by Pete Cullen
June 1 - July 18, 2019
The title of this show, 'Magia Naturalis' or Natural Magic in English, is taken from a book published in Naples in 1558 by the scholar Giambattista della Porta. Magia Naturalis was an encyclopedia of early science that contains what is probably the first written description of a camera obscura, the great-great-grand parent of the small digital camera in your phone. The camera obscura is a simple device that may have been known to Neolithic people and the Ancient Greeks. For years, scholars and artists have speculated that early modern painters such as Vermeer and Caravaggio used it to create paintings in a manner similar to the way some contemporary photorealist painters use digital projectors. Inside a darkened room, a small hole can create a projection of the exterior, essentially a living photograph moving in real time. Baltimore artist Pete Cullen has created such a device in his studio and used to make paintings as a way to test art historians’ theories through a form of experimental archaeology. Using the device to make art also allows for insights into abstract psychological concepts such as projection, flattening, and the gaze. The camera obscura becomes a physical metaphor for the ego and its mediation of perception.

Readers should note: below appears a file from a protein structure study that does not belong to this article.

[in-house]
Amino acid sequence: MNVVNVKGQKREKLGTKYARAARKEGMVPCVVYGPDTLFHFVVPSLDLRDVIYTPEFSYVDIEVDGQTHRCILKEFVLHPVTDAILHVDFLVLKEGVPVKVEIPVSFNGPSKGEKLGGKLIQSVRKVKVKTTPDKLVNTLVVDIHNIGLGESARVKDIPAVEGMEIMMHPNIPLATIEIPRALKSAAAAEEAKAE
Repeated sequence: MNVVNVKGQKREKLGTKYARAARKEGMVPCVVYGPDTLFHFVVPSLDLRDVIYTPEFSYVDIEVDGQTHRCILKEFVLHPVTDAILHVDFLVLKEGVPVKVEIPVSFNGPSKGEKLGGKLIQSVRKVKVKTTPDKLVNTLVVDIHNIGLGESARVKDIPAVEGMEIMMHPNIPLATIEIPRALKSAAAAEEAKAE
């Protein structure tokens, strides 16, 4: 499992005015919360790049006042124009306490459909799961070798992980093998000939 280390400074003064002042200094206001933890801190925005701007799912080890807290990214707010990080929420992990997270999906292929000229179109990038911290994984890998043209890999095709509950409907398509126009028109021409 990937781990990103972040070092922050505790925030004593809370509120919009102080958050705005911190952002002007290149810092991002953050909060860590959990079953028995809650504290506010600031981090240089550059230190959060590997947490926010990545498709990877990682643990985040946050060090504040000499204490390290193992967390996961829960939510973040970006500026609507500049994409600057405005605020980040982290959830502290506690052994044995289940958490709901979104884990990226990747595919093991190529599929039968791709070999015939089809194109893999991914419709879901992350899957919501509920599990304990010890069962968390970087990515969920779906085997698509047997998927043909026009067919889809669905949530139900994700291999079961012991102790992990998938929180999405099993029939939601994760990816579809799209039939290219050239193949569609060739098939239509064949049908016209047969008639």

Pete Cullen was born in Washington, DC and is a graduate of the Mt. Royal School of Art at MICA. He was a Baker Artist Awards Finalist in 2016. Cullen is a Baltimore-based artist who maintains a painting-centered studio practice. Fascinated by ideas about the camera obscura presented in David Hockney’s Secret Knowledge and the film Tim’s Vermeer, Cullen has developed an optics-based painting practice. Drawing on concepts from the field of experimental archaeology, Cullen makes paintings with a camera obscura of his own design and build using only natural light.
Gallery Hours: Saturdays 1-5PM
Closing Reception: Thursday, July 18 7-9PM